Influenza vaccine adherence remains low. Communication of virological diagnosis to adults hospitalized with influenza-like illness (ILI) could improve their willingness to be subsequently vaccinated. We prospectively assessed, in adults hospitalized with ILI in six French university hospitals, their willingness to be vaccinated against influenza in the subsequent season, both before and after the communication of RT-PCR Influenza laboratory result; we identified then the determinants associated with the willingness to be vaccinated.A total of 309 patients were included during the 2012-2013 and 2013-2014 influenza seasons; 43.8% reported being vaccinated against influenza for the current season; before communication of influenza laboratory results, 65.1% reported willingness to be vaccinated during the subsequent season. Influenza was virologically confirmed in 103 patients (33.3%). The rate of vaccine willingness increased to 70.4% (p = .02) after communication of influenza laboratory results. Factors independently associated with the willingness to be vaccinated were the perception of influenza vaccine benefits (adjusted relative risk (aRR): 1.06, 95%CI 1.02-1.10), cues to action (aRR: 1.08, 95%CI 1.03-1.12), current season influenza vaccination (aRR: 1.38, 95%CI 1.20-1.59) and communication of a positive influenza laboratory result (aRR: 1.18, 95%CI 1.03-1.34). This last was associated with the willingness to be vaccinated only in the subpopulation of patients not vaccinated (aRR: 1.53, 95%CI 1.19-1.96).In patients hospitalized with ILI, communication of a positive influenza diagnostic led to a better appreciation of the disease's severity and increased the willingness to be vaccinated. This approach might be particularly beneficial in patients who do not have a history of influenza vaccination.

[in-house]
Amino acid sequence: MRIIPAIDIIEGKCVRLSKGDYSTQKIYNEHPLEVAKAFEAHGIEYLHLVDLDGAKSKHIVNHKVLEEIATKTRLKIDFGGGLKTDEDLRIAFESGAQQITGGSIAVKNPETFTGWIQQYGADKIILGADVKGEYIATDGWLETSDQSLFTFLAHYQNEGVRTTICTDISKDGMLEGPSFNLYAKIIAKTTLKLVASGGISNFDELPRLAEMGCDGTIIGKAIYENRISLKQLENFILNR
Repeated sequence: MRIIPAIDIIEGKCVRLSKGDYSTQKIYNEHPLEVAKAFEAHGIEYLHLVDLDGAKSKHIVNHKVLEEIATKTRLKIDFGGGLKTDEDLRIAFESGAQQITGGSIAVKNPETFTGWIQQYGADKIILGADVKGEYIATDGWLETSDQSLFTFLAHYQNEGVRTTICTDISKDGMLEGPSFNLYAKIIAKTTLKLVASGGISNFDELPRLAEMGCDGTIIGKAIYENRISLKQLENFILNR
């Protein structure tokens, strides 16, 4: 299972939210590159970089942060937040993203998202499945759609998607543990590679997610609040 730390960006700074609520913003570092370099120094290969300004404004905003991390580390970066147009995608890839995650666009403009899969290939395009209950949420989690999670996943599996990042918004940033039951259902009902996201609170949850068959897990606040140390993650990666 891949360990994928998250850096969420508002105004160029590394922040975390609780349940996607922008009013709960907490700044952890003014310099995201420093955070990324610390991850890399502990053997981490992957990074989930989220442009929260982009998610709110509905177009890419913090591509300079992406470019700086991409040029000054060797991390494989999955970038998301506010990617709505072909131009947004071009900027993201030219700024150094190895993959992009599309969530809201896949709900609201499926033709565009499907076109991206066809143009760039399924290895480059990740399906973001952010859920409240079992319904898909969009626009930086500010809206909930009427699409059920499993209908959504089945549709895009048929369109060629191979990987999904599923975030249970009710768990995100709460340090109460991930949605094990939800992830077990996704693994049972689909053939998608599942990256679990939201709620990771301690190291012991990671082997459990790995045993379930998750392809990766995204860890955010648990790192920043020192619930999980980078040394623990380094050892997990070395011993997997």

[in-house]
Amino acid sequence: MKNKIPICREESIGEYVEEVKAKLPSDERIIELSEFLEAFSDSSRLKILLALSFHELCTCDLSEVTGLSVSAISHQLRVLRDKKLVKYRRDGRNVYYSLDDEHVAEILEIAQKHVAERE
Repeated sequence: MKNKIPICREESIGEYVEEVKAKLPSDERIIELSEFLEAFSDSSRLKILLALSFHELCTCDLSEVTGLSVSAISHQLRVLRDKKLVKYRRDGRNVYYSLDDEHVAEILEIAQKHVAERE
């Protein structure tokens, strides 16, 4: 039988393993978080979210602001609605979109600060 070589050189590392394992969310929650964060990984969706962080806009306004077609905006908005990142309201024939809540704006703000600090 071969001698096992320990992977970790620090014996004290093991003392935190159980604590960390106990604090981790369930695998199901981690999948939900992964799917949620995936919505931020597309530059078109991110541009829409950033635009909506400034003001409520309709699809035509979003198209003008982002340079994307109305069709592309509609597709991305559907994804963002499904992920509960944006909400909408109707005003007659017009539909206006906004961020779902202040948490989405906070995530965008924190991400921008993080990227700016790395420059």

Keywords: Seasonal influenza vaccine; influenza; influenza-like illness; willingness.